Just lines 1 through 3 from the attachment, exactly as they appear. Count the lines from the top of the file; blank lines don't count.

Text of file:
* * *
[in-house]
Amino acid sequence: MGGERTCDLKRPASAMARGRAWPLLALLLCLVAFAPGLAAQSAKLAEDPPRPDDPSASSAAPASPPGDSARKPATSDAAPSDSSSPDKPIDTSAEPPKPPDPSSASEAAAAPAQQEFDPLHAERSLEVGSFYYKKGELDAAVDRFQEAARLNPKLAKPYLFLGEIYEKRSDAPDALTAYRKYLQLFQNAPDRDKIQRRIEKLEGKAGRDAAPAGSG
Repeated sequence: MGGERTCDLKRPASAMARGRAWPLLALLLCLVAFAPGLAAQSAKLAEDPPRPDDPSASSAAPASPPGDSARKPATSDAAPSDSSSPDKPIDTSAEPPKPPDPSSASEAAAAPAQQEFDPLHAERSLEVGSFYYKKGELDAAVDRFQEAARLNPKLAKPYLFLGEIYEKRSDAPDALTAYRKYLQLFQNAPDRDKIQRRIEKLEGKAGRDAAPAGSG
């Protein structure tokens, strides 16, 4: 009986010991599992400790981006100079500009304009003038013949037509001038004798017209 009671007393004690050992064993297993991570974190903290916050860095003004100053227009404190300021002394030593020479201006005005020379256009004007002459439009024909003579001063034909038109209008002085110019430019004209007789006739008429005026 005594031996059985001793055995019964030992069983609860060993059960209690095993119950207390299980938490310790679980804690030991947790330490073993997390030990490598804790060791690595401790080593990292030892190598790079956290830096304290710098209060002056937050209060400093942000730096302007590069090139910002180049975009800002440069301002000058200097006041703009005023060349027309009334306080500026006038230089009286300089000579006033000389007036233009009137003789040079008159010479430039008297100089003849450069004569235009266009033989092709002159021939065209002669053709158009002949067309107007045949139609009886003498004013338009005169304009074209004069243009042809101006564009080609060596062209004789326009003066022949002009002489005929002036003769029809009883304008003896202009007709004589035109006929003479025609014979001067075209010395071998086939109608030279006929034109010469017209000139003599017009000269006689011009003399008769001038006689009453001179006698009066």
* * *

[in-house]
Amino acid sequence: MGGERTCDLKRPASAMARGRAWPLLALLLCLVAFAPGLAAQSAKLAEDPPRPDDPSASSAAPASPPGDSARKPATSDAAPSDSSSPDKPIDTSAEPPKPPDPSSASEAAAAPAQQEFDPLHAERSLEVGSFYYKKGELDAAVDRFQEAARLNPKLAKPYLFLGEIYEKRSDAPDALTAYRKYLQLFQNAPDRDKIQRRIEKLEGKAGRDAAPAGSG
Repeated sequence: MGGERTCDLKRPASAMARGRAWPLLALLLCLVAFAPGLAAQSAKLAEDPPRPDDPSASSAAPASPPGDSARKPATSDAAPSDSSSPDKPIDTSAEPPKPPDPSSASEAAAAPAQQEFDPLHAERSLEVGSFYYKKGELDAAVDRFQEAARLNPKLAKPYLFLGEIYEKRSDAPDALTAYRKYLQLFQNAPDRDKIQRRIEKLEGKAGRDAAPAGSG